The normal constituents of domestic wastewater are shown in Table 2.3. The parameters shown in the table are the ones normally used to characterize organic wastes found in municipal wastewaters. As indicated, untreated domestic wastewater is categorized as weak, medium, and strong.


In addition to the physical and chemical characterization of water and wastewater, it is important that the microbiological constituents be also addressed. The constituent microbiological characterizations to be discussed in this section include the following: bacteria, protozoa, and viruses. In addition, qualitative and quantitative tests for the coliform bacteria will also be addressed. The treatment then proceeds to viruses and protozoa. The treatment on protozoa will include discussion on Giardia lamblia, Cryptosporidium parvum, and Entamoeba histolytica.

The basic units of classifying living things are as follows: kingdom, phylum, class, order, family, genus, and species. Organisms that reproduce only their own kinds constitute a species. The genera are closely related species. Several genera constitute a family. Several related families form an order and several related orders make a class. A number of classes having common characteristics constitutes a phylum. Lastly, related phyla form the kingdom. Ordinarily, only two kingdoms exist: plant and animal; however, some organisms cannot be unequivocally classified as either a plant or an animal. Haeckel in 1866 proposed a third kingdom that he called protist to include protozoa, fungi, algae, and bacteria. Protists do not have cell specialization to perform specific cell functions as in the higher forms of life.

At present, it is known that the protists bacteria and cyanobacteria are different from other protists in terms of the presence or absence of a true nucleus in the cell. This leads to the further division of the protists.

The protists fungi, algae, and protozoa contain a membrane-enclosed organelle inside the cell called a nucleus. This nucleus contains the genetic material of the cell, the DNA (deoxyribonucleic acid) which is arranged into a readily recognizable structure called chromosomes. On the other hand, the DNA of bacteria is not arranged in an easily recognizable structure as the chromosomes are. The former organisms are called the eucaryotes; the latter, the procaryotes. Therefore, two types of protists exist: the eucaryotic protists and the procaryotic protists. The eucaryotes are said to have a true nucleus, while the procaryotes do not.

A third type of structure that does not belong to the previous classifications is the virus. Although viruses are not strictly organisms, microorganisms, in general, may be classified as eucaryotic protists, procaryotic protists, and viruses.

2.3.1 Bacteria

Bacteria are unicell procaryotic protists that are the only living things incapable of directly using particulate food. They obtain nourishment by transporting soluble food directly from the surrounding environment into the cell. They are below protozoa in the trophic level and can serve as food for the protozoa. Unlike protozoa and other higher forms of life that actually engulf or swallow food particles, bacteria can obtain food only by transporting soluble food from the outside through the cell membrane. The nutrients must be in dissolved form; if not, the organism excretes exoenzymes that solubilize the otherwise particulate food. Because of the solubility requirement, bacteria only dwell where there is moisture. Figure 2.5 shows a sketch of the bacterial cell.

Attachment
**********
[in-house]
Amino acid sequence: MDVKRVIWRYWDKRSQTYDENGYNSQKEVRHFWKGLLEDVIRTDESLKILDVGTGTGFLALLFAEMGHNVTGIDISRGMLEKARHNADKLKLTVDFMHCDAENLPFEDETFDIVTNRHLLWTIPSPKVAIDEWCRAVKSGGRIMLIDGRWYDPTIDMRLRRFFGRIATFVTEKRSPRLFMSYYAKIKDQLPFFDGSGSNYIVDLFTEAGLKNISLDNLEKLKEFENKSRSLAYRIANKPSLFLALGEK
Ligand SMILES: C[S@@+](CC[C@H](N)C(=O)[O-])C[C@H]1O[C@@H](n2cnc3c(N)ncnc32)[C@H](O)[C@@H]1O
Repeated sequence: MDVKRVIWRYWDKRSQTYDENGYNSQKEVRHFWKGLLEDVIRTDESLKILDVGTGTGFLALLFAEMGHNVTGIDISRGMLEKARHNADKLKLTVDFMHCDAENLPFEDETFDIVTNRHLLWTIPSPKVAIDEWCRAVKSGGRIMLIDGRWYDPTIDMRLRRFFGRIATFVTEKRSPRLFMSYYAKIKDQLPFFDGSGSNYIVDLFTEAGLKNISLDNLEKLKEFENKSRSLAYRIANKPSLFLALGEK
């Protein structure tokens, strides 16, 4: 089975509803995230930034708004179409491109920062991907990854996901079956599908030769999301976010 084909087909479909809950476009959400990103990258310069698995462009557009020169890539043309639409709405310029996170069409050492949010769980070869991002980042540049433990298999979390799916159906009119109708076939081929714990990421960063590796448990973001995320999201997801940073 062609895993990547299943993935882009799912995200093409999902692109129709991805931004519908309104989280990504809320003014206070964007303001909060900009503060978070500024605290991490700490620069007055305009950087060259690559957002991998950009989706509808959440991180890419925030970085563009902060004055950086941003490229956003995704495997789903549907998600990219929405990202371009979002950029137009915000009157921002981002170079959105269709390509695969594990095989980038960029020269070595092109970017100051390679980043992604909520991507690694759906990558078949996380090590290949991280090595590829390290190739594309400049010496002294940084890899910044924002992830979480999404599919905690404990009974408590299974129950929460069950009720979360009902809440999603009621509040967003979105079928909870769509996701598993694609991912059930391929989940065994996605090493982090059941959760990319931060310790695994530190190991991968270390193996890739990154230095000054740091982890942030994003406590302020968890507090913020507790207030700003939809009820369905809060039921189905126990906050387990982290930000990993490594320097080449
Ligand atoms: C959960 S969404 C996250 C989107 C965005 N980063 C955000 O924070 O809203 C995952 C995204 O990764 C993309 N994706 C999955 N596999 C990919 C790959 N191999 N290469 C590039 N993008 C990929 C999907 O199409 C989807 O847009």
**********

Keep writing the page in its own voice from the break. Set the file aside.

Bacteria are widely distributed in nature. They are found in the water we drink, in the food we eat, in the air we breathe; in fact, they are found inside our bodies themselves (Escherichia coli). Bacteria are plentiful in the upper layers of the soil, in our rivers and lakes, in the sea, in your fingernails—they are everywhere.

Bacteria are both harmful and beneficial. They degrade the waste-products produced by society. They are used in wastewater treatment plants—thus, they are beneficial. On the other hand, they can also be pathogenic. The bacteria, Salmonella typhosa, causes typhoid fever; Shigella flexneri causes bacillary dysentery. Clostridium tetani excretes toxins producing tetanus. Clostridium botulinum excretes the toxin causing botulism. Corynebacterium diphtheriae is the agent for diphtheria.

Cell wall preven*"

Cytoplasmic membrane regulates transport of food into and waste production out of cell.

Cytoplasm containing RNA controls anabolism, manufactures and recycles enzymes, stores food

Slime layer of organic polymers varies in thickness with age of the cell and other environmental conditions; stores food and binds food and other bacteria into food.

Cytoplasmic membrane regulates transport of food into and waste production out of cell.